A bipartisan pair of senators will introduce legislation on Thursday to ban permanent fencing at the U.S. Capitol amid broad backlash against the beefed-up security measures in the wake of the Jan. 6 attack.
Sens. Roy BluntRoy Dean BluntSwalwell slams House Republican for touting funding in bill she voted down Johnson, Thune signal GOP's rising confidence Senate Minority Whip Thune, close McConnell ally, to run for reelection MORE (R-Mo.) and Chris Van HollenChristopher (Chris) Van HollenDemocrats calls on Biden administration to ease entry to US for at-risk Afghans Former Maryland rep announces bid for old House seat Hogan won't say if he will file to run for Senate by Feb. 22 deadline MORE (D-Md.) will introduce the bill on Thursday and hold a press conference with Del. Eleanor Holmes NortonEleanor Holmes NortonHolmes Norton: Cruz effort to block DC student vaccine mandate 'crosses the line' Overnight Health Care — Presented by AstraZeneca and Friends of Cancer Research — Former advisers urge Biden to revise strategy Cruz looks to overturn DC student vaccine mandate MORE (D-D.C.), who introduced the same legislation in the House last month.
The bill, based on text of the House legislation, would prevent federal funding from being used to construct a permanent fence around Capitol buildings or on Capitol grounds.
The introduction of the Senate bill comes as Capitol security officials finished removing an outer perimeter of fencing, which extended blocks away from the Capitol building, allowing roads that have been closed in the wake of the attack by a pro-Trump mob to reopen.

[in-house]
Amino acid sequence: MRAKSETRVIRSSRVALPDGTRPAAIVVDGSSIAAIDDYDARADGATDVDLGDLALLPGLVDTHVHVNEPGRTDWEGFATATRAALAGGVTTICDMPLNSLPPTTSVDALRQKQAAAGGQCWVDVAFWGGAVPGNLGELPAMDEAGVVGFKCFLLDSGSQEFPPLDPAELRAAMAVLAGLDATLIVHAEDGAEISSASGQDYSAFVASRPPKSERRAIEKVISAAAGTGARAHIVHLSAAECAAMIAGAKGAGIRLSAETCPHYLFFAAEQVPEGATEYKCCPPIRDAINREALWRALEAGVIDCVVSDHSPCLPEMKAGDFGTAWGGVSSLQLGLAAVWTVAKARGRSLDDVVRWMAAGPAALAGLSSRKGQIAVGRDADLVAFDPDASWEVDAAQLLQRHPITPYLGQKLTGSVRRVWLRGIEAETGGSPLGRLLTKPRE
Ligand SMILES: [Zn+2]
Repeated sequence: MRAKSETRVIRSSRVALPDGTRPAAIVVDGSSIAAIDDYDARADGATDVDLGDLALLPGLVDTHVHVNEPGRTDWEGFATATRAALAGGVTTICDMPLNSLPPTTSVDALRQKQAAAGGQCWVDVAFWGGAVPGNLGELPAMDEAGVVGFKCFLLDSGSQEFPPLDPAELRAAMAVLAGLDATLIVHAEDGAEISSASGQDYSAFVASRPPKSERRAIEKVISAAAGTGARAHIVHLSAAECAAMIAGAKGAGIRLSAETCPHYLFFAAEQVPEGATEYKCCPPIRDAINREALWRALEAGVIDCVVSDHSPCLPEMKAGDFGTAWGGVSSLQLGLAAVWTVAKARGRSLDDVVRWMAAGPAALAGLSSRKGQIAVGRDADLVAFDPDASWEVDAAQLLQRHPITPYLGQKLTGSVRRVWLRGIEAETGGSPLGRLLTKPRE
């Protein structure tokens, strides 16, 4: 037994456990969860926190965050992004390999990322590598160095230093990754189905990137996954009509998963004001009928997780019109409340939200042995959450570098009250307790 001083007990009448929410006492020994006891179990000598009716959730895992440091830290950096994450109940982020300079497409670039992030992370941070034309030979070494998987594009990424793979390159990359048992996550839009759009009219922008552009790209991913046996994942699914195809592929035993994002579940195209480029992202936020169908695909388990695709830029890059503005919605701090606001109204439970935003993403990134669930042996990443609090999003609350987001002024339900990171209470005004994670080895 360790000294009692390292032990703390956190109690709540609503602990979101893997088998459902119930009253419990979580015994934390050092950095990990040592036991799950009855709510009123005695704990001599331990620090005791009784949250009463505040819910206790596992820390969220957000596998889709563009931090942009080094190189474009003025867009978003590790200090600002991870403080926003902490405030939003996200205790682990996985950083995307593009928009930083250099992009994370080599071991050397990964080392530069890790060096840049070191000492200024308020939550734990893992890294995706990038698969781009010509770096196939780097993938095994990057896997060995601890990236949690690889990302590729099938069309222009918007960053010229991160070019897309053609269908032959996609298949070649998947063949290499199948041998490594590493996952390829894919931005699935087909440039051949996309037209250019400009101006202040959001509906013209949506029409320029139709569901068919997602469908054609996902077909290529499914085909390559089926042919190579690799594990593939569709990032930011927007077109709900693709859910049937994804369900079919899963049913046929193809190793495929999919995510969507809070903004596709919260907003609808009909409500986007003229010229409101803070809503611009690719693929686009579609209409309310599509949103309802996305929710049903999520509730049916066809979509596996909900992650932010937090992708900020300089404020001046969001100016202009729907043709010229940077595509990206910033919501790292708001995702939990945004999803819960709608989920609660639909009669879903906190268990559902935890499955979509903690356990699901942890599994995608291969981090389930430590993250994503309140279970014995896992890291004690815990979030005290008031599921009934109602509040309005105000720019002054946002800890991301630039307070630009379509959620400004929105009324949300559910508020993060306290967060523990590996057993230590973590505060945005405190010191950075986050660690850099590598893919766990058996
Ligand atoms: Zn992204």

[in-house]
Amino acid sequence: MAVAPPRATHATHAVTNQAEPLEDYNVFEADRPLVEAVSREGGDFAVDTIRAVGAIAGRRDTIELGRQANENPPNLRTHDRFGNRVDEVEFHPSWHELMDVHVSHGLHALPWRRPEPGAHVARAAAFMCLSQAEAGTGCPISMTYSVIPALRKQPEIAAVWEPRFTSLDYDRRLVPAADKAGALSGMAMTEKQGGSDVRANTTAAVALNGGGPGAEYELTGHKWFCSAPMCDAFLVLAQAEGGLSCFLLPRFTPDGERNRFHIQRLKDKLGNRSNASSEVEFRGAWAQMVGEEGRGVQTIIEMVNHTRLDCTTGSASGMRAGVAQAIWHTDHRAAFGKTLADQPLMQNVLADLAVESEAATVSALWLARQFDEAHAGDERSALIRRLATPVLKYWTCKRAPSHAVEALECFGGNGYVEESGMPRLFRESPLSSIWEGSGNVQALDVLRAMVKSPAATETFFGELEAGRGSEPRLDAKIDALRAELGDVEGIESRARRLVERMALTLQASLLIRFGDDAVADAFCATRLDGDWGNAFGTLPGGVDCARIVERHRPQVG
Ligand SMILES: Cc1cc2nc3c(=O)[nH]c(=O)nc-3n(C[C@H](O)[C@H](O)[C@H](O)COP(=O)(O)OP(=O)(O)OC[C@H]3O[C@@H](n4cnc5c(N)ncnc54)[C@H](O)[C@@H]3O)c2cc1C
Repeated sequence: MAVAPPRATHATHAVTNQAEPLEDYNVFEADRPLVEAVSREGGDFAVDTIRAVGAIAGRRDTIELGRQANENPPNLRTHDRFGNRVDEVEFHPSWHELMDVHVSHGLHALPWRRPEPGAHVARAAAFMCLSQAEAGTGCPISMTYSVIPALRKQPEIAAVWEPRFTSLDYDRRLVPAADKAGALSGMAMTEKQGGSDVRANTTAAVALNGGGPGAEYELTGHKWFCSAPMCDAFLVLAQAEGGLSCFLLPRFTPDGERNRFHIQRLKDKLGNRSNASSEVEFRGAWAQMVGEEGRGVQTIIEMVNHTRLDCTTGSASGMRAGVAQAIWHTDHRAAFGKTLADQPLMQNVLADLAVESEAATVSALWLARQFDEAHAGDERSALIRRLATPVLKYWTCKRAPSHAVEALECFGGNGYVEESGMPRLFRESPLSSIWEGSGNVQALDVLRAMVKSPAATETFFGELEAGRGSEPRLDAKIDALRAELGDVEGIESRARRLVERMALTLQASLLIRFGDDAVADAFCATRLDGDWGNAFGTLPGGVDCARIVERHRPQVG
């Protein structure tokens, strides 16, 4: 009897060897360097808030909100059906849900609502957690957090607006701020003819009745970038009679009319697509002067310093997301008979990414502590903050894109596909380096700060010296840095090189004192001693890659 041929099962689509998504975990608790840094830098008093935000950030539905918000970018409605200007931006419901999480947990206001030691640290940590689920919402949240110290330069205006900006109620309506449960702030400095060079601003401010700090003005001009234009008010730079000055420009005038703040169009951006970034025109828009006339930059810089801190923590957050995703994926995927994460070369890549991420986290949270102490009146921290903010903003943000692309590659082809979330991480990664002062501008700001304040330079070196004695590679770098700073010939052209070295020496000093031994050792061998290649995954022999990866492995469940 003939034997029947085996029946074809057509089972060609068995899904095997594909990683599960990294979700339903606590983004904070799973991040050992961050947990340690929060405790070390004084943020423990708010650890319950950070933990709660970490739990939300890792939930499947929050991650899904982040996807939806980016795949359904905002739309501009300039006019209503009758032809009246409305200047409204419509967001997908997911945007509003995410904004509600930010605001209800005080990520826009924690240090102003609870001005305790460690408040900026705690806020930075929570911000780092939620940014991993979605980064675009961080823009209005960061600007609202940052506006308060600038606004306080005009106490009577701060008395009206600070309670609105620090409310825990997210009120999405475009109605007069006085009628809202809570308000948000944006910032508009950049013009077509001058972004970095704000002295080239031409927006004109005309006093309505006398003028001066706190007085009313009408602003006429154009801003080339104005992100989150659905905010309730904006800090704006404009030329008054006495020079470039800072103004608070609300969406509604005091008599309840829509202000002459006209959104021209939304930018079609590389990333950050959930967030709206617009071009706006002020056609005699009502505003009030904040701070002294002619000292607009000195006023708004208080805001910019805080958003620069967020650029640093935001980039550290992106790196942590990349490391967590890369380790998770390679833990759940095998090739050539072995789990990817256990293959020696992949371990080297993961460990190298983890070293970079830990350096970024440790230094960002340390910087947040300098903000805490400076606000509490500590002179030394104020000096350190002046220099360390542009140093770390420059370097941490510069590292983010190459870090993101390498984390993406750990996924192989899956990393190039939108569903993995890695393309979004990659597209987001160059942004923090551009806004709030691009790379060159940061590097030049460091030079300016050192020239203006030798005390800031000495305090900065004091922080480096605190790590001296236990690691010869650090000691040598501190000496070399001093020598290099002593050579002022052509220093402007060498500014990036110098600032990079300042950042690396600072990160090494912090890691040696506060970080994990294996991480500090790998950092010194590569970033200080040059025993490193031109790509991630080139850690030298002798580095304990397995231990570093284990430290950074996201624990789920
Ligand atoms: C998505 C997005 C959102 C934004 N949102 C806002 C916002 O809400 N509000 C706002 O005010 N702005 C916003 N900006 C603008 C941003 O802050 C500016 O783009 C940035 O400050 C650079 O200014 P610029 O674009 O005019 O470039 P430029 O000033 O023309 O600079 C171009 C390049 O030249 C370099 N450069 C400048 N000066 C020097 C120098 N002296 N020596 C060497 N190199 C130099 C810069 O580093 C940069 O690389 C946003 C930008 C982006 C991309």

There is still a barrier that circles the main Capitol building, which security officials have said is staying in place as repairs continue to be made. National Guard troops are also expected to remain at the Capitol into May, as part of a two-month extension requested by the Capitol Police and agreed to by the Pentagon.
The decision to put up the fencing, much of which was previously topped with barbed wire, had sparked fierce backlash from lawmakers, who questioned if the beefed-up security was an overreaction and questioned the message Congress was projecting to the world.
"I'm extremely uncomfortable with the fact that my constituents can't come to the Capitol. With all this razor wire around the complex it reminds me of my last visit to Kabul," Senate Minority Leader Mitch McConnellAddison (Mitch) Mitchell McConnellBiden stiff arms progressives on the Postal Service Biden clarifies any Russian movement into Ukraine 'is an invasion' The Hill's Morning Report - Presented by Facebook - Biden talks, Senate balks MORE (R-Ky.) told reporters earlier this month.
Norton, in a letter to Speaker Nancy PelosiNancy PelosiPelosi says she's open to stock trading ban for Congress Manchin: Biden spending plan talks would start 'from scratch' Reps. Massie, Grijalva test positive for COVID-19 MORE (D-Calif.), said permanent fencing "would send an un-American message" and would negatively impact D.C. neighborhoods around the Capitol.
"These residents and businesses have been more than understanding as their neighborhoods have turned into militarized zones. ... Permanent fencing would infringe on their ability, as well as the general public’s ability, to enjoy the public spaces that define our nation’s capital," she wrote.